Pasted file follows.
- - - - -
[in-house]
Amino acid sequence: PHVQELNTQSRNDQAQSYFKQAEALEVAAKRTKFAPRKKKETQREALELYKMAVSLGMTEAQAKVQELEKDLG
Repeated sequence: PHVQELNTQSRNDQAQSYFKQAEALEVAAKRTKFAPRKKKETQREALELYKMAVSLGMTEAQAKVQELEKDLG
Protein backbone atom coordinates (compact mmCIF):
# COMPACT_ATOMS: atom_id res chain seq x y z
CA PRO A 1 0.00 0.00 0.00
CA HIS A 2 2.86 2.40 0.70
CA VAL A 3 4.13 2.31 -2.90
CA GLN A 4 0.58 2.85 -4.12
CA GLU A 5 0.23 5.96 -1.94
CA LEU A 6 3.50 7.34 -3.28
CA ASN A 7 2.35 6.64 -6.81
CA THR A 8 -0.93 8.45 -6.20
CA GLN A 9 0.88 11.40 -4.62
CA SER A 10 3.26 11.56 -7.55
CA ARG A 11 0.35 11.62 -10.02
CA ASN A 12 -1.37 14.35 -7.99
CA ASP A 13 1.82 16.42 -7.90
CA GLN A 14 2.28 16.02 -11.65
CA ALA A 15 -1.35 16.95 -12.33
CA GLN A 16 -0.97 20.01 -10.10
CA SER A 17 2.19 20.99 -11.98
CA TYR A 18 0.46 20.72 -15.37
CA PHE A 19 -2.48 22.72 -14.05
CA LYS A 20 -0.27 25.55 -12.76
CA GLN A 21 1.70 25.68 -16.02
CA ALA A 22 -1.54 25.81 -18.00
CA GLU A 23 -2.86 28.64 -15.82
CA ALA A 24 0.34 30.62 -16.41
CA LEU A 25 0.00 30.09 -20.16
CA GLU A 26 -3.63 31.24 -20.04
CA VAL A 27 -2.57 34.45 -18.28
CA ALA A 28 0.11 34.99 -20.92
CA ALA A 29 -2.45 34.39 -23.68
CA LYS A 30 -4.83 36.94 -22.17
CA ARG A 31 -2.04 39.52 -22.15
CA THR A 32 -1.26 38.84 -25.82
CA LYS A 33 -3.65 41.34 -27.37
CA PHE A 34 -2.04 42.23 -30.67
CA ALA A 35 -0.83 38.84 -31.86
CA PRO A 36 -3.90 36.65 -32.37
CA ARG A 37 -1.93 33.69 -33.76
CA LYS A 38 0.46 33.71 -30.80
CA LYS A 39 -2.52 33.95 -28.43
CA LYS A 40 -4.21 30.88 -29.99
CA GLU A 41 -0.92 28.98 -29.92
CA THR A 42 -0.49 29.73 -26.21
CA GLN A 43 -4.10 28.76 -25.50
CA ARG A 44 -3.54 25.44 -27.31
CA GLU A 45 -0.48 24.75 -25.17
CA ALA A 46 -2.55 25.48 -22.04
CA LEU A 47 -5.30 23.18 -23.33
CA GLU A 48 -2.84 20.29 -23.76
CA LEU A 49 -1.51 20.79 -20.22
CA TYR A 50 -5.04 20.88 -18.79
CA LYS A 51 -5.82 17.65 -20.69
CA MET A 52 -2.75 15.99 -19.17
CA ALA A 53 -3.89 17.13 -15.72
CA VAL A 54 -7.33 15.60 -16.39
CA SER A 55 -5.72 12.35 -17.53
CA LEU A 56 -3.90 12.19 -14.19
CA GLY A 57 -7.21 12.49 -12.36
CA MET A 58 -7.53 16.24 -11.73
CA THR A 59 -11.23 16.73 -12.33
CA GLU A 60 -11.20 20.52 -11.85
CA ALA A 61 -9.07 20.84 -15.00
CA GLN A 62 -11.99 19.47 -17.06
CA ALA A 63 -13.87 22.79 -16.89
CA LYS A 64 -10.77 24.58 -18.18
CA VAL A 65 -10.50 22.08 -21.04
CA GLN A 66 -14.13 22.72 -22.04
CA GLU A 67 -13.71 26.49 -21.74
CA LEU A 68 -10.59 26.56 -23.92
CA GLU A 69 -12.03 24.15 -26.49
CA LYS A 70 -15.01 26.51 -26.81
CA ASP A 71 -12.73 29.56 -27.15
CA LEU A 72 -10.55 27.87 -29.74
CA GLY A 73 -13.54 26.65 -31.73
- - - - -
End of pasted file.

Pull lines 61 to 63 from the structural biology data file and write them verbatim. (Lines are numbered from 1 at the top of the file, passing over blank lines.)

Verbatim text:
CA LEU A 56 -3.90 12.19 -14.19
CA GLY A 57 -7.21 12.49 -12.36
CA MET A 58 -7.53 16.24 -11.73